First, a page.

2018 was one of the rockiest years for equity investors since financial crisis. Major asset classes failed to beat U.S. inflation in the past year. Investors pulled money from stock and bond funds in 2018 and turned it to safe havens such as money market.
Major Asset Classes Performance in 2017 and 2018
Data Source: Noble Apex Advisors Ltd./iFund; JP Morgan
2018 is a good year for cash
In the past, investors usually use bonds as a buffer when stocks turn bad. But last year stock and bond were all losers. The S&P 500 Index fell 4.39% for the year, and the bond index also lost 1.03%. However, the top money market funds provided return of more than 2%.
Investor feel anxiety because of the growing concerns in 2018, including uncertainty about interest rate increase, the U.S. trade dispute with China and slowing global growth.
Risk versus comfort
Holding some cash is wise amid so much uncertainty around the world. When interest rate increase, 3-month Libor rate increased to 2.81% at the end of 2018. It is the first time that cash became as a viable asset class for investors in the decade. Investors can get a return with minimum risk on cash equivalent assets.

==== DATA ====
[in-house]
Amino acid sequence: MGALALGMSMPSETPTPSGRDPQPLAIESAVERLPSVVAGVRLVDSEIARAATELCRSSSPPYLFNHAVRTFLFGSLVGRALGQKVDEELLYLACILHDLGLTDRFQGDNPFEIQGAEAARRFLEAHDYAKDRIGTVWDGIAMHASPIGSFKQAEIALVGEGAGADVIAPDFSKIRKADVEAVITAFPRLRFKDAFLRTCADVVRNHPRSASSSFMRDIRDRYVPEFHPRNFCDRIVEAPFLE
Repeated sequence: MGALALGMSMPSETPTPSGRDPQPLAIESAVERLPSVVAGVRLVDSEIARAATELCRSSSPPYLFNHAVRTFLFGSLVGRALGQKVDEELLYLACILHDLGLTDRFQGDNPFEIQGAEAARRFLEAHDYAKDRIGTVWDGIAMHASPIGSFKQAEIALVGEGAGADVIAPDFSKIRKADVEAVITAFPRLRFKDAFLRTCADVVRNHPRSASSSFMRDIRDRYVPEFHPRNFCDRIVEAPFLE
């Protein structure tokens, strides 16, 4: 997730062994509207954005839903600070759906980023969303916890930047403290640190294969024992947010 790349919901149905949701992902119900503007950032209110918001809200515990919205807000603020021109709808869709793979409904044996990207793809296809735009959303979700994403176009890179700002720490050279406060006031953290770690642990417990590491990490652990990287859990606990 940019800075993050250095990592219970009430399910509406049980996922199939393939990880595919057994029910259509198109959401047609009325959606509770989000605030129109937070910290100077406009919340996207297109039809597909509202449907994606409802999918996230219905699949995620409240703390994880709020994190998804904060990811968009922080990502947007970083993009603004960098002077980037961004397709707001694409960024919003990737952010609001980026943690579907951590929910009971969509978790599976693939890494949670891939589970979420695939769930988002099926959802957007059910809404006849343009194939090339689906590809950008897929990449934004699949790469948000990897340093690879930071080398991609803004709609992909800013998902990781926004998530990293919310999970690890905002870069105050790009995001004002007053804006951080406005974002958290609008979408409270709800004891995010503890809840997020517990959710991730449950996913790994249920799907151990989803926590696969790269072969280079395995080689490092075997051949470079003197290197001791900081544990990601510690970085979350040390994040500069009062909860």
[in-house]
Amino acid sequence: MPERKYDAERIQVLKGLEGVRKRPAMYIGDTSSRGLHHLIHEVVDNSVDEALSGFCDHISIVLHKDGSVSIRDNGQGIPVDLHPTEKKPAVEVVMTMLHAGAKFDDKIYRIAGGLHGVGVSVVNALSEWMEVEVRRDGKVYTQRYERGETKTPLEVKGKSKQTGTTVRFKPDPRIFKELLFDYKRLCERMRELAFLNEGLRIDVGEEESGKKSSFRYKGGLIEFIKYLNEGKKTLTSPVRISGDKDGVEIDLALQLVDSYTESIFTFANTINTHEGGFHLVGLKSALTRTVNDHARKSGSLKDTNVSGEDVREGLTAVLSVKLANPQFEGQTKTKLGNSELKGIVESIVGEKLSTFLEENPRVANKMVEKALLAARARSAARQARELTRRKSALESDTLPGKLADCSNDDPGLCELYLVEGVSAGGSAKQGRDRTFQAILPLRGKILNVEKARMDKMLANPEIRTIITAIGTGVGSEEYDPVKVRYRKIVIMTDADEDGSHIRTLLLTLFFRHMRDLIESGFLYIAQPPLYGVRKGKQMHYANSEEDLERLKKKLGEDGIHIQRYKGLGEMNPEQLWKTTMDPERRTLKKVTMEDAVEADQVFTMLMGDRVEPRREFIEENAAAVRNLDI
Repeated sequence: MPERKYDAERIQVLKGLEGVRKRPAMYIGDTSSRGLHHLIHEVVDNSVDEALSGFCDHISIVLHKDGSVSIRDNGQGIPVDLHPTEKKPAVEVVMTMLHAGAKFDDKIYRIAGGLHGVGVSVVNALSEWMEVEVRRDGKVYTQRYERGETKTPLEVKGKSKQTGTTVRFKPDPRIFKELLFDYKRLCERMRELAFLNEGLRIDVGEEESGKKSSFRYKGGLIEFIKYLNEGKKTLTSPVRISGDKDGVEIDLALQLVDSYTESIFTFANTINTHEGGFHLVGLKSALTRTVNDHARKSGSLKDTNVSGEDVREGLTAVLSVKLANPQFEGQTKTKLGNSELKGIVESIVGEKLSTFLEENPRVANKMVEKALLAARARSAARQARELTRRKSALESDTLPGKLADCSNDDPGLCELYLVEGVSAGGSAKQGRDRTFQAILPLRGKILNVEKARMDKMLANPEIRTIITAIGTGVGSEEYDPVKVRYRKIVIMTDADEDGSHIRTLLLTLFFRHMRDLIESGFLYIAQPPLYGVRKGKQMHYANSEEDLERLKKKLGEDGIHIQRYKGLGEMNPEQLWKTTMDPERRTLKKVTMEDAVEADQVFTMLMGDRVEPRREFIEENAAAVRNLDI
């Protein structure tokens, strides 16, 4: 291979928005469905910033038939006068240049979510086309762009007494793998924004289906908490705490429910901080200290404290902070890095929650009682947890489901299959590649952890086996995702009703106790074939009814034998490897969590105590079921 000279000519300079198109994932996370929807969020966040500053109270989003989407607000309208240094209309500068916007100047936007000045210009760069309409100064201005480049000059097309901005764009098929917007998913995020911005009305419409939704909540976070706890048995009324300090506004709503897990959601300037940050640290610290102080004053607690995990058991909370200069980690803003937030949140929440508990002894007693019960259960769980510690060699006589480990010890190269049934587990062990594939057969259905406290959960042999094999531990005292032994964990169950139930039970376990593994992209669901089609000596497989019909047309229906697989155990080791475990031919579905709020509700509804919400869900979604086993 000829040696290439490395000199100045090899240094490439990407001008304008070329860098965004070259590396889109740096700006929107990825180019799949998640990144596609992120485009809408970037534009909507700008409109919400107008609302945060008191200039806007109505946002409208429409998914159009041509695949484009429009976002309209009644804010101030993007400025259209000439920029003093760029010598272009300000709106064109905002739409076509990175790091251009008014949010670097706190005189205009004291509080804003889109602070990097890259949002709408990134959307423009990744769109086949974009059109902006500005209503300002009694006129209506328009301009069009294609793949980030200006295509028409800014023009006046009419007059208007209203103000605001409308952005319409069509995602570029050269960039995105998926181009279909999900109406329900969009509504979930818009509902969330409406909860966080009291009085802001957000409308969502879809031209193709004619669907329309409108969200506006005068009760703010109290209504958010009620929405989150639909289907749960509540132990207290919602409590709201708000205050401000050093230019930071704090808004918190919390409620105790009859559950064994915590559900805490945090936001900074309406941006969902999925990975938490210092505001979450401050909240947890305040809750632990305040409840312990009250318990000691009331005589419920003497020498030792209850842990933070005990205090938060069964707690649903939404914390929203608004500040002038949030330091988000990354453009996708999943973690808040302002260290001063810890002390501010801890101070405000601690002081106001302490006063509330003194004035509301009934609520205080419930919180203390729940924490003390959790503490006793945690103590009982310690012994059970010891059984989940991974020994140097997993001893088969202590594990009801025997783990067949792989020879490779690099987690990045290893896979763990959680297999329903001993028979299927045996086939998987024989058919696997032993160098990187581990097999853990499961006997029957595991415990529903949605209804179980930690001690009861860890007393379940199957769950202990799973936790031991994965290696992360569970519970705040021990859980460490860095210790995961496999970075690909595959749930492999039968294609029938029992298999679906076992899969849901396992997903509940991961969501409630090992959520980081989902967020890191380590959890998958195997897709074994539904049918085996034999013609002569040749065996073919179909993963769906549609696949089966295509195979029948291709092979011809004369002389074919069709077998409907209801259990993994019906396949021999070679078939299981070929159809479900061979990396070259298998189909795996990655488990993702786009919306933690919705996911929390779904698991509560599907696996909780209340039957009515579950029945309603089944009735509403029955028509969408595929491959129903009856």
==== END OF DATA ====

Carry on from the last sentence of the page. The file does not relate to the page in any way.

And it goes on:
If investors have a long investment horizon and enough risk profile, equity return should provide more premium to compensate equity risk. In the theory, equity is an instrument for hedging inflation risk. Based on some research papers, equity can average provide around 4% premium in the long term.
Find more ways for diversification
Investors have a powerful soothing effect when they increase their cash holdings during uncertain times. Even when the markets are not going through major disaster, people also feel comfortable. But cash will lose bargaining power in the long term.
If history has any indication, investors will recover faster if they stay the course in a diversified portfolio after the bad time. At the worst point in the bear market in 2009, most investors may increase cash holding. If they did not reinvest them to stock market, they would miss a over 350 percent by the end of 2018. Investors who had a traditional 60% in stocks and 40% in bonds recovered from financial Tsunami losses in about three years after the scariest point in the bear market.